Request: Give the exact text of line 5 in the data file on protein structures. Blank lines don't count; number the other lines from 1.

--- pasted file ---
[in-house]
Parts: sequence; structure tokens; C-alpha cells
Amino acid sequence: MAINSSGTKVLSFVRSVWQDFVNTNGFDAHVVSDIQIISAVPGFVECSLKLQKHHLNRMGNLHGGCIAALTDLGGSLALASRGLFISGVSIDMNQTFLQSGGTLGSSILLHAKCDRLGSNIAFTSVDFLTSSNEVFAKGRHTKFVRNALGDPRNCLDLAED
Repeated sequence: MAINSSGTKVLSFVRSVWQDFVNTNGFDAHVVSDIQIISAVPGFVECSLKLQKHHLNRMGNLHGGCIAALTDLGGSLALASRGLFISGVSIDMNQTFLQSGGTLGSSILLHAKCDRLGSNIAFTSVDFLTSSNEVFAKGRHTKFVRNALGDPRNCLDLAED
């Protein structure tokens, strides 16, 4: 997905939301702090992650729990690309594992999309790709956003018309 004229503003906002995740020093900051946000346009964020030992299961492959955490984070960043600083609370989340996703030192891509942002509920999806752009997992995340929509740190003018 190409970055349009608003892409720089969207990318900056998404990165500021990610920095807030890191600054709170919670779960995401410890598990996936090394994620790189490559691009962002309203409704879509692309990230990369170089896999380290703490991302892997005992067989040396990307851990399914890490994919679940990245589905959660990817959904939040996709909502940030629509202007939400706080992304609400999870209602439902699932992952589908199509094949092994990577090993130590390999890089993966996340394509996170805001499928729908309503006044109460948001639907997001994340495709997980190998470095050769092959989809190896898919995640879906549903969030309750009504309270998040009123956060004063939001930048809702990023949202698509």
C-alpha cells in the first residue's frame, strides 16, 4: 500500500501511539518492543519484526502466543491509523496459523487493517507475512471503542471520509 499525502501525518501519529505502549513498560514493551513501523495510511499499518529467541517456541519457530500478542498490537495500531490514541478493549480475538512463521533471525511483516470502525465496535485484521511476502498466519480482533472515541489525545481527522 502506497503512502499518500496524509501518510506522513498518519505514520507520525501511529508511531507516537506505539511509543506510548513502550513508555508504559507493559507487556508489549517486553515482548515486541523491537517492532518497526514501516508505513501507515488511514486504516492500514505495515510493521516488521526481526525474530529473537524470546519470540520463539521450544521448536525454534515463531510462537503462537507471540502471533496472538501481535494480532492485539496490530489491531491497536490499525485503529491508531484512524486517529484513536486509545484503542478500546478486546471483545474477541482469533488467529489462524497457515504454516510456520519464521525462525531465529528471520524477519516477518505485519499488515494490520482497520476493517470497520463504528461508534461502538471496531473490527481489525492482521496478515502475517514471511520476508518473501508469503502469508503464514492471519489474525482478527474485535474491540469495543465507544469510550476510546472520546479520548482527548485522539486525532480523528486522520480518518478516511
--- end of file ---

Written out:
């Protein structure tokens, strides 16, 4: 997905939301702090992650729990690309594992999309790709956003018309 004229503003906002995740020093900051946000346009964020030992299961492959955490984070960043600083609370989340996703030192891509942002509920999806752009997992995340929509740190003018 190409970055349009608003892409720089969207990318900056998404990165500021990610920095807030890191600054709170919670779960995401410890598990996936090394994620790189490559691009962002309203409704879509692309990230990369170089896999380290703490991302892997005992067989040396990307851990399914890490994919679940990245589905959660990817959904939040996709909502940030629509202007939400706080992304609400999870209602439902699932992952589908199509094949092994990577090993130590390999890089993966996340394509996170805001499928729908309503006044109460948001639907997001994340495709997980190998470095050769092959989809190896898919995640879906549903969030309750009504309270998040009123956060004063939001930048809702990023949202698509």